Randall T. Eng



Presiding Justice of the Appellate Division, Second Department, 2012-2017 /Associate Justice, 2008-2012


Judicial Offices
Presiding Justice – Appellate Division, Second Department

Appointed by Governor Andrew Cuomo October 1st, 2012
Associate Justice – Appellate Division, Second Department

January 2008 – September 2012
Administrative Judge – Queens County

Supreme Court – Criminal Term

March 2007 – January 2008
Justice of the Supreme Court of the State of New York

January 1991 – March 2007

Assigned to Criminal Term – Queens County Supreme Court
Criminal Court of the City of New York

September 1983 – December 1990
Acting Justice of the Supreme Court


Other Professional Experience
Correction Department – City of New York

Inspector General 1981 – 1983

Deputy Inspector General 1980 – 1981
Office of the District Attorney – Queens County

Assistant District Attorney 1973 – 1980
Adjunct Professor of Law – St. John’s University School of Law

1997 – 2001
Military Experience:
Colonel, Judge Advocate General’s Corps,

New York Army National Guard

State Judge Advocate, retired

Admission to the Bar
State of New York – 1973
State of California – 1978
U.S. District Court E.D.N.Y. – 1975
U.S. District Court S.D.N.Y. – 1975
U.S. Court of Appeals – 2d Circuit – 1978
U.S. Court of Military Appeals – 1978
Supreme Court of the United States – 1978

New York City Public Schools
State University of New York at Buffalo

B.A. Political Science
St. John’s University School of Law, J.D

Publications & Leading Cases
People v. Harris 821 NYS3d 844

(Sept. 20, 2006)

Element of depraved indifference, as required in a prosecution for depraved indifference murder, is a culpable
mental state which requires a depraved kind of wantonness; evidence before Grand Jury was legally insufficient
mandating dismissal of depraved indifference murder count in “twin-count” indictment.
People v. Valerio N.Y.L.J., Sept. 8, 2006

Where defendant, in custody, initiates a conversation with the police and the detective’s response could not
reasonably have been anticipated to evoke a statement from the defendant, the statement will not be
suppressed as the police are not required to silence a “chatterbox.”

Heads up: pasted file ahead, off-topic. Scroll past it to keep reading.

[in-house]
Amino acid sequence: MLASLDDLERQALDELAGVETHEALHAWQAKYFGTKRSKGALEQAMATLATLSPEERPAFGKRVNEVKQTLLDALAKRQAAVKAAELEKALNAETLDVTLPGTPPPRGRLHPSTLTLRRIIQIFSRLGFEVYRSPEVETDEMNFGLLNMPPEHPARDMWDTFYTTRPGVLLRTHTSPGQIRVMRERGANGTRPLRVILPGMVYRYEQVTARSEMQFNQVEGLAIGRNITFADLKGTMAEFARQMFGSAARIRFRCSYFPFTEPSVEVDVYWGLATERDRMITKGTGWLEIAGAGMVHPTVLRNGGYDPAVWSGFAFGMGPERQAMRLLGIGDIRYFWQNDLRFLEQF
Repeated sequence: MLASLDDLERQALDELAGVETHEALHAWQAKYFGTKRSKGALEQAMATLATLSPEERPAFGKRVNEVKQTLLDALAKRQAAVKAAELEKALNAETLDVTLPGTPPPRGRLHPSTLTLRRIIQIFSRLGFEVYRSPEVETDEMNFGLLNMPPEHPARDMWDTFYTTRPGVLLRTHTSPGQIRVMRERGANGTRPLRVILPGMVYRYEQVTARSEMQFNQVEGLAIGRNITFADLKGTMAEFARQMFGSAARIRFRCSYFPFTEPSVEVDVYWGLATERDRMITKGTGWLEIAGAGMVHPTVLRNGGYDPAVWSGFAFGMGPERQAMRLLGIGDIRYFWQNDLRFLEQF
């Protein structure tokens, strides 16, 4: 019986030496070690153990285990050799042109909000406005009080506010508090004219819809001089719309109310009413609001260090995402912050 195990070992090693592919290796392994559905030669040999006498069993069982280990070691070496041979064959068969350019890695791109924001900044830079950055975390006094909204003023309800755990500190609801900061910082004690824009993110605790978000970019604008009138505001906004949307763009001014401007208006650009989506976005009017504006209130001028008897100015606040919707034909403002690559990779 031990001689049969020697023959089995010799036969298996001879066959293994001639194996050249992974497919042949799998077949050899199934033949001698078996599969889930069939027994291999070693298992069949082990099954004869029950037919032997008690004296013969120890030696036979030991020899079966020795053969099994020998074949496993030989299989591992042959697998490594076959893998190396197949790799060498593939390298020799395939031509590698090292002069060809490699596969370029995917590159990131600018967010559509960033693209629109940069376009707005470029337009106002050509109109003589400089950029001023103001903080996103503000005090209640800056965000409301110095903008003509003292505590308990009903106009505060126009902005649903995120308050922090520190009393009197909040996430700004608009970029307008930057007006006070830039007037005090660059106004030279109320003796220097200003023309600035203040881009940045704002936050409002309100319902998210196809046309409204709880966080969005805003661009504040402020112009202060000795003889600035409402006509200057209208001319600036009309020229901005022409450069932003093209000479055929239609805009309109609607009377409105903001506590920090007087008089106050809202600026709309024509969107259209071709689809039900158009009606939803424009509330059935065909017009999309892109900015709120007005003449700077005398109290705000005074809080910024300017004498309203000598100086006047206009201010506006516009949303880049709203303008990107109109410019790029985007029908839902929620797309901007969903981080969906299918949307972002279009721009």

People v. Chin N.Y.L.J., pg. 1, Col. 4, Nov. 1, 2000

“Collateral estoppel” applied to preclude evidence of “force” in rape trial.
Matter of Marvin B 167 Misc. 2d 904

Allowed the appointment of an independent psychiatrist for petitioner at an Article 330 retention hearing.
People v. Franco 160 Misc. 2d 114, aff’d 196 AD2 357, aff’d 86 NY2d 493

Where People elect to represent charges to a second Grand Jury which are already contained in an indictment
voted by a prior Grand Jury, and the second Grand Jury returning a “no-true bill,” the second Grand Jury’s
determination creating a “legal impediment” to conviction (CPL 210.20(1)(h) requiring dismissal of indictment.
People v. Bhatt 160 Misc. 2d 973

In order to effectuate the Medicare program and prevent fraud, an exception to the physician-patient privilege
under CPLR 4504(a) is created.
People v. Lincoln 159 Misc. 2d 242

Prosecutor impairs integrity of Grand Jury proceeding by instructing Grand Jury to ignore exculpatory evidence.
People v. DeStefano N.Y.L.J., pg. 31, Col. 4, April 20, 1998

Holding that speedy trial protection applies to defendants not charged with homicide but “joined” with other
defendants that are charged with homicide.
People v. Boykin 135 Misc. 2d 341

Held that it is essential that an accusatory instrument charging the crime of menacing contain a non-hearsay
allegation derived from a victim substantiating.

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